The Island Art Exhibition explores creative practices at the intersection of art and science as a component of the California Islands Symposium. The Islands Symposia have been held every five years since 1965, and present recent work in all disciplines of natural, environmental, and cultural science on the California Islands, which include all of the islets, rocks, and islands off the Pacific coast of California and Baja California, Mexico. This juried art exhibition encourages a greater understanding and appreciation of the unique California Islands. The display features original paintings, watercolors, and pen and ink drawings that reflect the beauty of the islands.

About the Santa Barbara Botanic Garden:
The Santa Barbara Botanic Garden is a 78-acre nonprofit educational and scientific institution that conserves California’s native plants through gardens, research, education, and sustainable practices. The Garden was founded in 1926 and is one of the nation’s oldest botanical gardens focused exclusively on native plants.

by Janice Sharp

Poster for California Native Plant Society Plant Sale.

Poster for California Native Plant Society Plant Sale.

The San Gabriel Mountain chapter of the California Native Plant Society (CNPS) is having its annual plant sale in time for fall planting:
Saturday, November 5, 9 am – 2pm
Eaton Canyon Nature Center

If you are interested in drawing and painting California native plants and growing them in your garden, the San Gabriel Mountain chapter of CNPS has a variety of plants and wildflower seeds that grow in the Los Angeles basin. The 1,900 plants available for sale include plants that attract birds and butterflies.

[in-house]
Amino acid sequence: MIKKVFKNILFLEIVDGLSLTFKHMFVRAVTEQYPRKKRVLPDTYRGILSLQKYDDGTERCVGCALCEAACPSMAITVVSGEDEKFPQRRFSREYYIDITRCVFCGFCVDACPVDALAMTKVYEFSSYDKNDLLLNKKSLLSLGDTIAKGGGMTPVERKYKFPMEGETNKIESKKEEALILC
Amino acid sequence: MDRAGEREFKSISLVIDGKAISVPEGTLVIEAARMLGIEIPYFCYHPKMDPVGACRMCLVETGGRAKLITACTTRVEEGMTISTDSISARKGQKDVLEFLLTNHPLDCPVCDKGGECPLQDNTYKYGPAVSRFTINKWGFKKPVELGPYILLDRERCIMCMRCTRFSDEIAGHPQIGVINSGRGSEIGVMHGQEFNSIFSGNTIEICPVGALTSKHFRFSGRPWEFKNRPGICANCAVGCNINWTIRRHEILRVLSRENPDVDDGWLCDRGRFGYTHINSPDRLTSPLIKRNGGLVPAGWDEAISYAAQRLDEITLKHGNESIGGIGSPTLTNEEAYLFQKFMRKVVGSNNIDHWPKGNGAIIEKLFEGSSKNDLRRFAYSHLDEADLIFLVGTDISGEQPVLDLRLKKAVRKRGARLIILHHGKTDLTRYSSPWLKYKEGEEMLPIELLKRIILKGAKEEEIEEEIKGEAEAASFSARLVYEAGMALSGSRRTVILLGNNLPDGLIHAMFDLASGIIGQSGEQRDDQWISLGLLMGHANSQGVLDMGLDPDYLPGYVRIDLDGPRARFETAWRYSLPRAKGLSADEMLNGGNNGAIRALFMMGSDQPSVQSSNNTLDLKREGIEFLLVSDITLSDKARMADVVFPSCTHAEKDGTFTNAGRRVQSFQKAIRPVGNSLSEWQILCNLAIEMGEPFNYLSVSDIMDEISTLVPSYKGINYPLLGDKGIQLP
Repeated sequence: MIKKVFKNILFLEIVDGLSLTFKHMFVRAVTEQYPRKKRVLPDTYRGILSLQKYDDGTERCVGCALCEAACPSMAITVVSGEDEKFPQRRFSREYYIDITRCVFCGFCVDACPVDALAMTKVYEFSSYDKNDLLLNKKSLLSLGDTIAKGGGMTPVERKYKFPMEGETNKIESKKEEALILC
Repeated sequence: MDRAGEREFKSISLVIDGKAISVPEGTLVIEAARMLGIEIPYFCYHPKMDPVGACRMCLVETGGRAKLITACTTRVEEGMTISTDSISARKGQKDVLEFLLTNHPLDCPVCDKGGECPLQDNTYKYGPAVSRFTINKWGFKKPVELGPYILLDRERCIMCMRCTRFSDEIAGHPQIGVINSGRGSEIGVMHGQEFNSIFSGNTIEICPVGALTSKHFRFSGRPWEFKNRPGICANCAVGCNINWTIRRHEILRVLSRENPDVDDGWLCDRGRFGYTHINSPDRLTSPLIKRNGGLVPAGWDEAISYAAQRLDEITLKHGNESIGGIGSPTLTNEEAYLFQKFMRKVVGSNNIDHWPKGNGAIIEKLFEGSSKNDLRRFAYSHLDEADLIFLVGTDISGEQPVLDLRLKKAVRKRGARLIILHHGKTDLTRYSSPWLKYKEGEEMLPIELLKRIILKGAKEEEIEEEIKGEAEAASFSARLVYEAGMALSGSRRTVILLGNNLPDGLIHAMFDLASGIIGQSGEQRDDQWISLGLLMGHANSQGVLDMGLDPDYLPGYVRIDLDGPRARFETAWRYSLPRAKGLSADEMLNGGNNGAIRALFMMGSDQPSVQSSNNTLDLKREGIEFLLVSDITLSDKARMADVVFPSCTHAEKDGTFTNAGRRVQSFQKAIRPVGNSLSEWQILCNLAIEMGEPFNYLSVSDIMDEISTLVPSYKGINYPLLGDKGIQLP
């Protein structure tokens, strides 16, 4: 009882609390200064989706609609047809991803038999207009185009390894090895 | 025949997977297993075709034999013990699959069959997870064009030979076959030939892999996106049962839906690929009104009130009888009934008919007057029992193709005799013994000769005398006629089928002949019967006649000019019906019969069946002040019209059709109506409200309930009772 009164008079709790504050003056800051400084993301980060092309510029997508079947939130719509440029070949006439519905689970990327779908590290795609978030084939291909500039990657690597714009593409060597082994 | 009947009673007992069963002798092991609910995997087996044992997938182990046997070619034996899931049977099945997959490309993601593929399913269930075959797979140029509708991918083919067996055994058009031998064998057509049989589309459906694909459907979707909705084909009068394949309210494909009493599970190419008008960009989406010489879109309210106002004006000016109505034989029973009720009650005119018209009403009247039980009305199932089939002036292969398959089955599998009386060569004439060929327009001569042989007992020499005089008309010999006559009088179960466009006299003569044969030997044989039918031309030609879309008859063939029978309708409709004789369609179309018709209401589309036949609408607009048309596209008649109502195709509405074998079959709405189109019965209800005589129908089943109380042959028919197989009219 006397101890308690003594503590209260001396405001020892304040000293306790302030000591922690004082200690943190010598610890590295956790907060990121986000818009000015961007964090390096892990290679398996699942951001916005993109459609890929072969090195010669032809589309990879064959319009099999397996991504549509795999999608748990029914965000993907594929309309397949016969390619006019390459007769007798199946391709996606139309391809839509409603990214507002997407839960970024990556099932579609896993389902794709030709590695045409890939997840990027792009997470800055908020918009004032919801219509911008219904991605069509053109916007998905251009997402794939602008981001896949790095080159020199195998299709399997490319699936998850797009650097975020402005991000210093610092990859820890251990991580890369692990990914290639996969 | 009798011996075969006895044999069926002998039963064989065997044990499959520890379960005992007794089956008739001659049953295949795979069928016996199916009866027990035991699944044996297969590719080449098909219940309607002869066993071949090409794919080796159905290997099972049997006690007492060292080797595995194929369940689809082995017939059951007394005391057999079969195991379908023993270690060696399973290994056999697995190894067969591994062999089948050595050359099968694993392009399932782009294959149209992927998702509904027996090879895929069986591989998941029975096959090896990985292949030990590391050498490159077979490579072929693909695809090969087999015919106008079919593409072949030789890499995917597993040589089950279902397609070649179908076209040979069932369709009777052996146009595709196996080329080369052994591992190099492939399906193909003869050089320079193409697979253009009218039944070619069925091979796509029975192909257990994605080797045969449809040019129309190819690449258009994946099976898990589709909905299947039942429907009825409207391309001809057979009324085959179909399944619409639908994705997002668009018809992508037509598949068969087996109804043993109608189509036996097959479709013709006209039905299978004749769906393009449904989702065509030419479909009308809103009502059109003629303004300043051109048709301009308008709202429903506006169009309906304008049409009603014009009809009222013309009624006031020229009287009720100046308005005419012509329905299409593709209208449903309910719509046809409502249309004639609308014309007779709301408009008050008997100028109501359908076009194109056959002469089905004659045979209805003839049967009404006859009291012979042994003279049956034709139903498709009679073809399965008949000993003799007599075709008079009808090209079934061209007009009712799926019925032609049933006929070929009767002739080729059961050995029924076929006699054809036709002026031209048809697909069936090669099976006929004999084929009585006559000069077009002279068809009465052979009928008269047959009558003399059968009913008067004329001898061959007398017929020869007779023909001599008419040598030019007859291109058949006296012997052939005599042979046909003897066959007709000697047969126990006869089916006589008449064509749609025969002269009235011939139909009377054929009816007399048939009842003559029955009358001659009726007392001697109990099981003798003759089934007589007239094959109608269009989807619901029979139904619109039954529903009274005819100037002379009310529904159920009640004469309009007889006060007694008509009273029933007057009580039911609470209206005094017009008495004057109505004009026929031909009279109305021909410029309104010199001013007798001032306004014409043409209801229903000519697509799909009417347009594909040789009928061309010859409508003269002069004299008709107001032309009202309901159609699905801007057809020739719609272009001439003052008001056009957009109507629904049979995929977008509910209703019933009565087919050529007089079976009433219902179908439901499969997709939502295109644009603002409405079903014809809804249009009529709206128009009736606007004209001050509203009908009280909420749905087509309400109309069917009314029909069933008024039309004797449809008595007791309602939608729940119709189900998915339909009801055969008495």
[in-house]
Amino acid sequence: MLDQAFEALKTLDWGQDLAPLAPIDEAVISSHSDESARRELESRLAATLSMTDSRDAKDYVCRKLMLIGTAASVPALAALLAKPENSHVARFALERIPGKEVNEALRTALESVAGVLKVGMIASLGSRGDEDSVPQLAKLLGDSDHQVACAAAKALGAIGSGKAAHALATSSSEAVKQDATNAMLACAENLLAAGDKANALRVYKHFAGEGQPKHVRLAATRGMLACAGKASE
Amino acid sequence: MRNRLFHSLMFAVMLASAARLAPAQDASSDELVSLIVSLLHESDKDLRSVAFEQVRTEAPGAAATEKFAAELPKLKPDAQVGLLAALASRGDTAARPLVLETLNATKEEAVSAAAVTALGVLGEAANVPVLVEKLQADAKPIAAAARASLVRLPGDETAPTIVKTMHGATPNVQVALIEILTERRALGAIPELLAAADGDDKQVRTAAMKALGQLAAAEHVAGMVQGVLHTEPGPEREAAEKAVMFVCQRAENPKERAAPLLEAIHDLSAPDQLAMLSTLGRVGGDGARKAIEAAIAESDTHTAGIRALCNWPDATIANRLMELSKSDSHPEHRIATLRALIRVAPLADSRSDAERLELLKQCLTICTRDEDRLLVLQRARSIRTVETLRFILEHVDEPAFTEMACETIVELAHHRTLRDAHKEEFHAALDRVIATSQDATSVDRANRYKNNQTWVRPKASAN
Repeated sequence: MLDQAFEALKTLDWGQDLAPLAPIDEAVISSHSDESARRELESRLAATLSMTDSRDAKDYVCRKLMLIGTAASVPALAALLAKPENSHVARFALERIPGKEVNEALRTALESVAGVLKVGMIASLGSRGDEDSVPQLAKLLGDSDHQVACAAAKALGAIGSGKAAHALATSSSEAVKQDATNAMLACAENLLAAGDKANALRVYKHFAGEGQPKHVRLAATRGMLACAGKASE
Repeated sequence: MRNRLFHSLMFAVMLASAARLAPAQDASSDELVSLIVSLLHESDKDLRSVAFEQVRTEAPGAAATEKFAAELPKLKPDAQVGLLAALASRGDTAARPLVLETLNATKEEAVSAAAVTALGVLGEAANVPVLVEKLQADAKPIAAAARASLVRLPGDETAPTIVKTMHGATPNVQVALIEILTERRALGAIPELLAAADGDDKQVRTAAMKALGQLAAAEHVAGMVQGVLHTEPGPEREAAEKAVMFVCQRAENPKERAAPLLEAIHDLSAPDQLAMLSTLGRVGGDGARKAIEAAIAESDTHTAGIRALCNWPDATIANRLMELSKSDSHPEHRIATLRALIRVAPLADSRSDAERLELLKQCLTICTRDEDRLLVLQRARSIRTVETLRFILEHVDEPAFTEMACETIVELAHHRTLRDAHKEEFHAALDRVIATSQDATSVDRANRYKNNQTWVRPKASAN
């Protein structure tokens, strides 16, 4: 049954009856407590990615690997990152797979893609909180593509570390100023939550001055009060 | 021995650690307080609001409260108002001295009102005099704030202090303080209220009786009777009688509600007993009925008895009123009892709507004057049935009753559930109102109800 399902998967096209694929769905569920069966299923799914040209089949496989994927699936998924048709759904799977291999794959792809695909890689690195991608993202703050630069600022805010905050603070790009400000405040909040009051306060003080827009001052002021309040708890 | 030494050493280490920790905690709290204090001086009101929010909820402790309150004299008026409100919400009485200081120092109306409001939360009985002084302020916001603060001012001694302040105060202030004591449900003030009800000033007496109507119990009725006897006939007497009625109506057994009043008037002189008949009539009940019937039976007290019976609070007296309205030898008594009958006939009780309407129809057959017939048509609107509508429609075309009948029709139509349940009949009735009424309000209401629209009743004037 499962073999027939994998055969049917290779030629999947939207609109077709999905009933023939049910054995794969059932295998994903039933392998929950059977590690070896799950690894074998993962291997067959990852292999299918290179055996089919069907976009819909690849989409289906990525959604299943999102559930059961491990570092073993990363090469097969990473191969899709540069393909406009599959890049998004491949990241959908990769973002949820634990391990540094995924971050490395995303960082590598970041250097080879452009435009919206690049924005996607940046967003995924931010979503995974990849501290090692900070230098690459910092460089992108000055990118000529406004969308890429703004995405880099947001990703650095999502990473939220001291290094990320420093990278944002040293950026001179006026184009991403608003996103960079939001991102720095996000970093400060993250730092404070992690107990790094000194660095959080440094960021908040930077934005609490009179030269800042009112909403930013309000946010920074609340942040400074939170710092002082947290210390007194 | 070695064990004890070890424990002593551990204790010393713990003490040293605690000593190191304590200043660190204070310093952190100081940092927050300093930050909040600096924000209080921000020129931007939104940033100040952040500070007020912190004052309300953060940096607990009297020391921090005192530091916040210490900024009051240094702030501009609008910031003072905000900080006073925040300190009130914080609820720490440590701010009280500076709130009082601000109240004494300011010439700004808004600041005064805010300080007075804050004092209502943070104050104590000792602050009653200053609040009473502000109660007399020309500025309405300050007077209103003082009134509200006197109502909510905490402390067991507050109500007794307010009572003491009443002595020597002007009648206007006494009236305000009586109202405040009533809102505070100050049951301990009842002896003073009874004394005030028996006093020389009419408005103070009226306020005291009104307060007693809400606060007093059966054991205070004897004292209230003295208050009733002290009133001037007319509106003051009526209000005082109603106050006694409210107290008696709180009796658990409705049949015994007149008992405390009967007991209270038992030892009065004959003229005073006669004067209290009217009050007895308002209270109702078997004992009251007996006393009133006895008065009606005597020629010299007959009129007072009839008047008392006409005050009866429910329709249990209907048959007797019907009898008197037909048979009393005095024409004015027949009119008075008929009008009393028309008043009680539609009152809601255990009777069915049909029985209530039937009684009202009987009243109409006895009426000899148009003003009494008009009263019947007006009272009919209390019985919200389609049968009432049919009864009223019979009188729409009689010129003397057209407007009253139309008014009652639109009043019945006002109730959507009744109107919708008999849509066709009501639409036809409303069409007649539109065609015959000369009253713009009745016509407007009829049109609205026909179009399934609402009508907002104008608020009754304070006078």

Download an 8-1/2 x 11 poster advertising the plant sale (shown at left): cnps-plant-sale.
Download a preview of the plant list: cnpssgm_preview_160710.

The plant sale is located at the Eaton Canyon Nature Center, at 1750 North Altadena Drive, Pasadena 91107-1046.

by Estelle De Ridder, posted by Deb Shaw

The California Islands Symposia have been held more or less, every five years since 1965, to share up-to-date information about the management, scientific research, work in all disciplines of natural and cultural science and general well-being of the California islands.

The 9th California Island Symposium for 2016 is being held at the Marriott Hotel, Ventura, California. One of the less scientific and more entertaining presentations of this symposium will be the Art Exhibit that has been advertised for more than six months. The three jurors worked hard and with diligence to put together a coherent show that will present the Channel Islands to the public in an inviting and interesting manner. After the symposium, the exhibit will be moved to the Santa Barbara Botanic Gardens, where it will be on display for another three weeks.